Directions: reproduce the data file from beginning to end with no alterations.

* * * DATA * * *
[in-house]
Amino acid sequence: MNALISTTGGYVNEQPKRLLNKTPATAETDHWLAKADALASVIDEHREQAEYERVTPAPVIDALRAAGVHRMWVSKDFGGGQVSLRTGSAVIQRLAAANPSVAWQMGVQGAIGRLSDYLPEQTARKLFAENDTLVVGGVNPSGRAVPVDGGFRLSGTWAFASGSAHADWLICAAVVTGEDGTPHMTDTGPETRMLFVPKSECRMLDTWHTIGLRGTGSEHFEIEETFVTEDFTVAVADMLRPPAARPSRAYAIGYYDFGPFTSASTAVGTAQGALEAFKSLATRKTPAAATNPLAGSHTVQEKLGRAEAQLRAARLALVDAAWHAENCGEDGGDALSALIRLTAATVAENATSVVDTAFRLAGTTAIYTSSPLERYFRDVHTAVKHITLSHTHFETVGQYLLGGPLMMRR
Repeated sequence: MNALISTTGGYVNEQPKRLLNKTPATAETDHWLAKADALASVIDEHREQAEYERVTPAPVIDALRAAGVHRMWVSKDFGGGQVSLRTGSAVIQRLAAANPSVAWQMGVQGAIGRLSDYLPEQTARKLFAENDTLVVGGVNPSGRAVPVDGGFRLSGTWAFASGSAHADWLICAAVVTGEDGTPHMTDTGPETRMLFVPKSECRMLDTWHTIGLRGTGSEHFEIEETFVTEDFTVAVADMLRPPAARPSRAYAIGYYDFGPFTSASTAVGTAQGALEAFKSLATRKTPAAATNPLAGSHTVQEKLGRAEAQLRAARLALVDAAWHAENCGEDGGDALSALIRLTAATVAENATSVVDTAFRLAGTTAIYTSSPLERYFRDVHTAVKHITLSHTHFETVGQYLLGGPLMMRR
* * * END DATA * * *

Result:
[in-house]
Amino acid sequence: MNALISTTGGYVNEQPKRLLNKTPATAETDHWLAKADALASVIDEHREQAEYERVTPAPVIDALRAAGVHRMWVSKDFGGGQVSLRTGSAVIQRLAAANPSVAWQMGVQGAIGRLSDYLPEQTARKLFAENDTLVVGGVNPSGRAVPVDGGFRLSGTWAFASGSAHADWLICAAVVTGEDGTPHMTDTGPETRMLFVPKSECRMLDTWHTIGLRGTGSEHFEIEETFVTEDFTVAVADMLRPPAARPSRAYAIGYYDFGPFTSASTAVGTAQGALEAFKSLATRKTPAAATNPLAGSHTVQEKLGRAEAQLRAARLALVDAAWHAENCGEDGGDALSALIRLTAATVAENATSVVDTAFRLAGTTAIYTSSPLERYFRDVHTAVKHITLSHTHFETVGQYLLGGPLMMRR
Repeated sequence: MNALISTTGGYVNEQPKRLLNKTPATAETDHWLAKADALASVIDEHREQAEYERVTPAPVIDALRAAGVHRMWVSKDFGGGQVSLRTGSAVIQRLAAANPSVAWQMGVQGAIGRLSDYLPEQTARKLFAENDTLVVGGVNPSGRAVPVDGGFRLSGTWAFASGSAHADWLICAAVVTGEDGTPHMTDTGPETRMLFVPKSECRMLDTWHTIGLRGTGSEHFEIEETFVTEDFTVAVADMLRPPAARPSRAYAIGYYDFGPFTSASTAVGTAQGALEAFKSLATRKTPAAATNPLAGSHTVQEKLGRAEAQLRAARLALVDAAWHAENCGEDGGDALSALIRLTAATVAENATSVVDTAFRLAGTTAIYTSSPLERYFRDVHTAVKHITLSHTHFETVGQYLLGGPLMMRR